Sophie’s So Faded

Sophie 5x5

I’m fairly new to Andrea Mowry’s knitting patterns and only became familiar with her earlier this year when she released the Find Your Fade shawl, which uses a very similar fading process to the So Faded sweater pictured above. I have found that I am strongly attracted to knitting any kind of fade or blend. (In fact, my Cupid’s Mix beanie design from last year fades colors from one to the next. Click here for my Cupid’s Mix post and free pattern.)

Needless to say, the Find Your Fade hook was in my mouth before I knew it, and I rapidly ordered yarn and cranked one out–not because I needed a shawl (but who can have too many), not because the design was irresistible (although it is very pretty), but because I simply had to work that fade. Thus began my introduction to the beautiful knits of Andrea Mowry. (To see my post on the Find Your Fade shawl, click here.)

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I’ve been rather uncertain whether I could pull off a So Faded sweater for myself, but I was positive a So Faded Sophie would be adorable, so I showed her the pint sized version of the pattern. Pictures of the sweater got her quite excited, but it wasn’t until we started searching for yarn that she was bouncing in her seat. We ended up at the site for Old Rusted Chair, whose Nashville-based owner is the sweet and acrobatic Lauren (yeah, she’s got all kinds of skills). I’ve been no stranger to her enticing yarn, having used it in several of my previous projects, and I can say with authority that her style and quality is supreme. I let Sophie select the colors herself from Old Rusted Chair’s site, although I did assist her so that we’d end up with the ultimate Sophie fade. Above are the colors we chose, which are from top to bottom Chrysalis, Spring Forward, Don’t Forget Your Shades, Test Kitchen and We Will Rock You. Which is your favorite???

Like Find Your Fade, So Faded is a super fabulous pattern, and I hope to make another one. Perhaps one of my friends knows a baby or child for whom they’d like me to knit one? Let me know!

I am of the opinion there cannot be too many pictures of this sweater. We love our So Faded so much! The So Faded patterns (regular and pint sized) can be purchased directly from Andrea Mowry’s site here.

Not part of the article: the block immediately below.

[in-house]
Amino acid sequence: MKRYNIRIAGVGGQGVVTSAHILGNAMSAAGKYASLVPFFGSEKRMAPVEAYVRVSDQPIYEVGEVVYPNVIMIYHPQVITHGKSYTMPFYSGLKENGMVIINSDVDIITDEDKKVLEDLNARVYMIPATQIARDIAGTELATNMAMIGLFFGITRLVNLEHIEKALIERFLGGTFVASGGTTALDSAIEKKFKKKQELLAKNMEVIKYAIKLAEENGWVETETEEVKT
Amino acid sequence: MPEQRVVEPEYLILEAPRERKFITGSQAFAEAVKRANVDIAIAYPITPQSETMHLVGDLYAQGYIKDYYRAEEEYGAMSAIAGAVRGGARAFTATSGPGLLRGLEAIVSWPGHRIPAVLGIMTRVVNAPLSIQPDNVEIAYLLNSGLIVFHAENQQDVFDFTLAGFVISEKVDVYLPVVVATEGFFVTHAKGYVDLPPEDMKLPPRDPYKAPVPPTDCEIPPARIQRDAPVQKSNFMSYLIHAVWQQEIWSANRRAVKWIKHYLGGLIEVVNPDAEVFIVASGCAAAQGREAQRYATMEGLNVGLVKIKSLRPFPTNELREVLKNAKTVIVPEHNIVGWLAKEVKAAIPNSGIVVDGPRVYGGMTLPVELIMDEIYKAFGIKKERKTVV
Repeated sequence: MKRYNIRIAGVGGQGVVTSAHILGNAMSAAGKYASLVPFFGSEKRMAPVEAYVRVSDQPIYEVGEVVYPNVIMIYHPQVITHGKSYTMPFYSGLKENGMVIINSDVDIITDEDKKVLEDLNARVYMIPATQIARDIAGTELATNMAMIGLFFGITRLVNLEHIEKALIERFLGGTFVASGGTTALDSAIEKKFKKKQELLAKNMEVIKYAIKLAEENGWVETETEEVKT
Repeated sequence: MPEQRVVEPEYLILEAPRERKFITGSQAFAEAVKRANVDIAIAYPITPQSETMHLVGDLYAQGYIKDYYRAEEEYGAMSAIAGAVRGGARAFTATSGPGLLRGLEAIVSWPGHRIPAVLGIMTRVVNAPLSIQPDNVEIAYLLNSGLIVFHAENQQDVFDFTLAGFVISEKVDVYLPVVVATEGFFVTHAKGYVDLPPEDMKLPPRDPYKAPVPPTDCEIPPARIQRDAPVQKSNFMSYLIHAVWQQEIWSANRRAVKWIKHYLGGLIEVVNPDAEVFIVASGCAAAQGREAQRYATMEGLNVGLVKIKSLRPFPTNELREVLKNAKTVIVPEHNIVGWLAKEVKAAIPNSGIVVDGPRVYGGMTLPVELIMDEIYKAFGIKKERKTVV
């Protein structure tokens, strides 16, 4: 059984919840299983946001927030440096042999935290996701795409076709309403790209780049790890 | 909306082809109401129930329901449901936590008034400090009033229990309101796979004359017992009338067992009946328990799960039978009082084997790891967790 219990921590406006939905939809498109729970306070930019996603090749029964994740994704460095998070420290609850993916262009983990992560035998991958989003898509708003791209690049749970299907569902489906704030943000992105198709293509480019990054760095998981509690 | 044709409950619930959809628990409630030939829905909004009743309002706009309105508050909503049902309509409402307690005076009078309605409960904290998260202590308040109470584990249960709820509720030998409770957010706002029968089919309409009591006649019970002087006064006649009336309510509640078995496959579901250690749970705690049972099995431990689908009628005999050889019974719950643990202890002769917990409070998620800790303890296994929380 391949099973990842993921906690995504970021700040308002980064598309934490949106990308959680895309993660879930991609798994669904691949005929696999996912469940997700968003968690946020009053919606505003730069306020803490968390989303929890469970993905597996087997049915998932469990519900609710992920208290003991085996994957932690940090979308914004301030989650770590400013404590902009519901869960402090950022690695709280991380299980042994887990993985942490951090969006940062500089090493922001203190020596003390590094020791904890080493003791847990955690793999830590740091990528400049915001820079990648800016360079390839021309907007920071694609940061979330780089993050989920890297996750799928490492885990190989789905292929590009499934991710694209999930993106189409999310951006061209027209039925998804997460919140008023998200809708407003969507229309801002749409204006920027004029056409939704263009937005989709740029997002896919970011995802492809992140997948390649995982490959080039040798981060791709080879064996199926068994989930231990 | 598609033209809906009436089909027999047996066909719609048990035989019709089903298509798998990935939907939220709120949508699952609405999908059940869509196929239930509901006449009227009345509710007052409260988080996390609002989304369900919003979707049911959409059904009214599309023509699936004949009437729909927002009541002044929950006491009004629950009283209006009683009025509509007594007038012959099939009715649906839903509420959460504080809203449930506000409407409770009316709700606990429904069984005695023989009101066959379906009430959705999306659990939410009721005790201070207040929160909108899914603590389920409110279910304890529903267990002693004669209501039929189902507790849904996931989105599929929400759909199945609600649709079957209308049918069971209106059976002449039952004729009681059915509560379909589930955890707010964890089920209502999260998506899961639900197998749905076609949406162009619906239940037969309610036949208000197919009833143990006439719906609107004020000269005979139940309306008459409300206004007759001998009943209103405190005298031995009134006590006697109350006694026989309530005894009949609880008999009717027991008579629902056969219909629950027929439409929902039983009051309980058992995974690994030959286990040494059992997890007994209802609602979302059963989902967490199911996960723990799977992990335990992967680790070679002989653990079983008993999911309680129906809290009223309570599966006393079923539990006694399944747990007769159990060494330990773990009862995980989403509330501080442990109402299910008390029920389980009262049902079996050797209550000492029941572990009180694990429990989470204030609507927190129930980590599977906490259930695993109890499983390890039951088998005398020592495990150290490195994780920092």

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Cushman Sweater

When I first saw the Cushman Pullover on Instagram I had an instant must-have reaction. The pockets are adorable, plus it is knit up in Malabrigo Rios, an aran weight yarn–meaning it will be a cozy, super fast knit.

The pattern, which is written by Isabell Kraemer, is found in the Malabrigo Book Ten: Rios pattern book. This project is my first completed by Kraemer, but I have another WIP (Aila tank). Both patterns are well written, and the styles are very cute. I have several of her other patterns in my queue. To purchase and download the Cushman Pullover pattern, click here.

For my yarn choice I went with Rios Ilusion. It wasn’t an easy choice given that Malabrigo has dozens of rich colorways from which to choose. Much like its name, Ilusion has the mystifying effect of appearing quite differently in various light settings (see above). Furthermore, from a distance Ilusion appears purple to grayish purple; up close, however, the yarn reveals itself in muted jewel tones. This type of property involuntarily causes me to gleefully rub my hands together and open my eyes really wide like an excited monkey.

It took me over five months to complete this sweater, but that was mostly due to Christmas knitting and other projects. I’m a polygamous knitter, so I’m constantly bouncing around on various projects because I lack the focus to do otherwise. Needless to say when I was working on the Cushman it went quickly, as expected. The pattern is straightforward. The pockets were not difficult, and since I knit the sleeves two-at-a-time via magic loop, they were a cinch.

Instructions for Knitting Sleeves Two-At-A-Time

Knitting sleeves two-at-a-time enables you to knit them to a consistent length as well as maintain the same tones from a single skein. The negative is that you cannot try them on easily for sizing, so you have to knit them to your measurements. To knit identical sleeves two-at-a-time divide the held sleeve stitches roughly in half for each sleeve at the underarm and top of the shoulder, so that you have stitches for the Front Right (FR), Back Right (BR), Front Left (FL) and Back Left (BL). (The underarm will be the beginning and end of the round for each sleeve.) Then pull your needles for magic loop through all held stitches in this order: BR underarm to shoulder, FL underarm to shoulder, BL shoulder to underarm and FR shoulder to underarm. The BR and FL stitches will be on one needle and the BL and FR stitches on the other. In order to get the needles through all stitches the sleeves will have to be folded over each other and twisted slightly as shown above. You can then knit the pattern as stated, starting with the BR stitches and copying the instructions for each sleeve. All identical sleeves in which the pattern begins at the underarm can be knit in this fashion.

First sweater of the year complete! My only issue is that the bottom of the sweater is knit with a warmer skein, so as you can see above the bottom two-fifths is a slightly different shade. I forgot to check the dye lots before beginning, and I did not notice the gradual increase in warmth until it was too late (too late for my stubbornness). Oh, well. My husband thinks it looks better for it, and perhaps over time I’ll think the same.